More than 20 years of painstaking work has finally borne fruit at the University of Hull where three academics have managed to produce the world's first electronic Domesday Book .
The digital version of the 11th-century document won a prestigious medal at the British Computer Society Awards last week.
Previous attempts in the US, Australia and the UK failed. In the late 1990s, a government-funded venture in California spent $3 million (£2 million) over ten years before it was abandoned.
Project leader George Slater said: "Developing the Domesday Explorer has been a real labour of love, which makes having our efforts rewarded by the British Computer Society an even bigger honour. We now plan to continue our developments of the product, with a view to publishing further advanced versions over the next few years."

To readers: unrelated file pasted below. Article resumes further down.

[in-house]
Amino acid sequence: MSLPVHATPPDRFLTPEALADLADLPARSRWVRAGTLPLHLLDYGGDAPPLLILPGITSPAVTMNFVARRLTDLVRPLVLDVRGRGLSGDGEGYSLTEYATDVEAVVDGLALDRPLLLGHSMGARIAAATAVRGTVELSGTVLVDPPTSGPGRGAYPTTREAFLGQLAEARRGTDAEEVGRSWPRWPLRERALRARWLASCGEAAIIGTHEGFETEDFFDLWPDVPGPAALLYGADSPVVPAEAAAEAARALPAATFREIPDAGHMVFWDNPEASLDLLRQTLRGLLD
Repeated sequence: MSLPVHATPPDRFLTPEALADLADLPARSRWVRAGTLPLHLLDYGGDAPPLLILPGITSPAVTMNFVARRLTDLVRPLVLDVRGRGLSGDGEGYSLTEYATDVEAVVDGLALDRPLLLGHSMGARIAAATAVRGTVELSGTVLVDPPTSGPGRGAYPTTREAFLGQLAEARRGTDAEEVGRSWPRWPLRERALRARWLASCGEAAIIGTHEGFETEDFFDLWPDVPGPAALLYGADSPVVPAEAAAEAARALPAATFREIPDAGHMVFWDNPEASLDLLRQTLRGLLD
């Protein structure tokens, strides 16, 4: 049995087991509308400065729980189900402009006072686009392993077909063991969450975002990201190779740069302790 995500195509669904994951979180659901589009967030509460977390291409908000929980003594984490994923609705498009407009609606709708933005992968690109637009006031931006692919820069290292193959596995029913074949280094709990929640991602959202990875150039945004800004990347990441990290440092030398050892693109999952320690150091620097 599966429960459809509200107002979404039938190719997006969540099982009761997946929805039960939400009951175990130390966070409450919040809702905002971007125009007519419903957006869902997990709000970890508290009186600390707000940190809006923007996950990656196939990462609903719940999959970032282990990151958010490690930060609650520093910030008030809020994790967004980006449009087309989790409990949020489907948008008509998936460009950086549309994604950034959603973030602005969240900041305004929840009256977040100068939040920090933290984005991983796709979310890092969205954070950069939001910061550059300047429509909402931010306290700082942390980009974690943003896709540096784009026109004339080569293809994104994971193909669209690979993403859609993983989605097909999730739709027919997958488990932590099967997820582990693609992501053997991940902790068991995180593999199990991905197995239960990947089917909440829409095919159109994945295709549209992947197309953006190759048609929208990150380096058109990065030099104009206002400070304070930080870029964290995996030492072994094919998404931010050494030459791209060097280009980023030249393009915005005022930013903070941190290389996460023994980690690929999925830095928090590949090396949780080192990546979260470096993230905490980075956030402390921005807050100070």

The Domesday Book is the UK's oldest public record, detailing the landholdings and resources of England following the Domesday audit in 1086. The original is kept at the Public Record Office.
The Domesday Explorer features images of the entire manuscript, a complete translation of the text, plus maps and databases that its creators hope will be an invaluable resource for universities and schools worldwide.